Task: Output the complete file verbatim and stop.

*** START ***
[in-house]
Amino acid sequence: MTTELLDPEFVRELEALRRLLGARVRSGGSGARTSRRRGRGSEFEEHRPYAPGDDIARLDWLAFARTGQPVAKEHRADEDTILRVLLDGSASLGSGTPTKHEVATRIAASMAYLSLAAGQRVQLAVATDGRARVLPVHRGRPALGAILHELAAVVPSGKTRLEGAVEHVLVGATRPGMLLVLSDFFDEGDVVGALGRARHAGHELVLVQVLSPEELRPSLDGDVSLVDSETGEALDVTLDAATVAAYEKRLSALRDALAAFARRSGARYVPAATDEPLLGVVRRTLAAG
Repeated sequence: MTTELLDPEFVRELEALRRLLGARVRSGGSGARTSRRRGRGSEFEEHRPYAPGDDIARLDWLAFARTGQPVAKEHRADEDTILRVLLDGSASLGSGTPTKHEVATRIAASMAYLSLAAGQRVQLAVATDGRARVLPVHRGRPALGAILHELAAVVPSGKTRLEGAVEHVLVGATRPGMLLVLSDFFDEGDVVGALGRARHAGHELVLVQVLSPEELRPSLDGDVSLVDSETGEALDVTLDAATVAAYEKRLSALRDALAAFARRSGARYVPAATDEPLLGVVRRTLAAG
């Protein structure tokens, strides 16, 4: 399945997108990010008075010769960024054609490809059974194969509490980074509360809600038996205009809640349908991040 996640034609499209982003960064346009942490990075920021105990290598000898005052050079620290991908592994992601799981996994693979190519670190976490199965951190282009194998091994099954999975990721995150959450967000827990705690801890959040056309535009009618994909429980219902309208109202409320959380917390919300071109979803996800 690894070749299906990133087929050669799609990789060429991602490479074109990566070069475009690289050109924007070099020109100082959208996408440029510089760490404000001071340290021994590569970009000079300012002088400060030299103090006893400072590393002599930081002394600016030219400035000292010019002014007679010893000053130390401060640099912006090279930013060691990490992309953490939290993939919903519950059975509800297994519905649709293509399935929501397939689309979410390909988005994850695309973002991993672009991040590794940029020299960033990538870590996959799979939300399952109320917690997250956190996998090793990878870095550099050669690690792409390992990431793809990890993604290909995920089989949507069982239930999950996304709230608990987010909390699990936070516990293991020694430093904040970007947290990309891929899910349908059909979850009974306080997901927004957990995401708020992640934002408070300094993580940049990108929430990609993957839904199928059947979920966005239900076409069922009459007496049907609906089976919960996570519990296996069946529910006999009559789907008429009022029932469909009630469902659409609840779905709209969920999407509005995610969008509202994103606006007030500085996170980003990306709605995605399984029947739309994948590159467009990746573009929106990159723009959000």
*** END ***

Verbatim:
[in-house]
Amino acid sequence: MTTELLDPEFVRELEALRRLLGARVRSGGSGARTSRRRGRGSEFEEHRPYAPGDDIARLDWLAFARTGQPVAKEHRADEDTILRVLLDGSASLGSGTPTKHEVATRIAASMAYLSLAAGQRVQLAVATDGRARVLPVHRGRPALGAILHELAAVVPSGKTRLEGAVEHVLVGATRPGMLLVLSDFFDEGDVVGALGRARHAGHELVLVQVLSPEELRPSLDGDVSLVDSETGEALDVTLDAATVAAYEKRLSALRDALAAFARRSGARYVPAATDEPLLGVVRRTLAAG
Repeated sequence: MTTELLDPEFVRELEALRRLLGARVRSGGSGARTSRRRGRGSEFEEHRPYAPGDDIARLDWLAFARTGQPVAKEHRADEDTILRVLLDGSASLGSGTPTKHEVATRIAASMAYLSLAAGQRVQLAVATDGRARVLPVHRGRPALGAILHELAAVVPSGKTRLEGAVEHVLVGATRPGMLLVLSDFFDEGDVVGALGRARHAGHELVLVQVLSPEELRPSLDGDVSLVDSETGEALDVTLDAATVAAYEKRLSALRDALAAFARRSGARYVPAATDEPLLGVVRRTLAAG
């Protein structure tokens, strides 16, 4: 399945997108990010008075010769960024054609490809059974194969509490980074509360809600038996205009809640349908991040 996640034609499209982003960064346009942490990075920021105990290598000898005052050079620290991908592994992601799981996994693979190519670190976490199965951190282009194998091994099954999975990721995150959450967000827990705690801890959040056309535009009618994909429980219902309208109202409320959380917390919300071109979803996800 690894070749299906990133087929050669799609990789060429991602490479074109990566070069475009690289050109924007070099020109100082959208996408440029510089760490404000001071340290021994590569970009000079300012002088400060030299103090006893400072590393002599930081002394600016030219400035000292010019002014007679010893000053130390401060640099912006090279930013060691990490992309953490939290993939919903519950059975509800297994519905649709293509399935929501397939689309979410390909988005994850695309973002991993672009991040590794940029020299960033990538870590996959799979939300399952109320917690997250956190996998090793990878870095550099050669690690792409390992990431793809990890993604290909995920089989949507069982239930999950996304709230608990987010909390699990936070516990293991020694430093904040970007947290990309891929899910349908059909979850009974306080997901927004957990995401708020992640934002408070300094993580940049990108929430990609993957839904199928059947979920966005239900076409069922009459007496049907609906089976919960996570519990296996069946529910006999009559789907008429009022029932469909009630469902659409609840779905709209969920999407509005995610969008509202994103606006007030500085996170980003990306709605995605399984029947739309994948590159467009990746573009929106990159723009959000």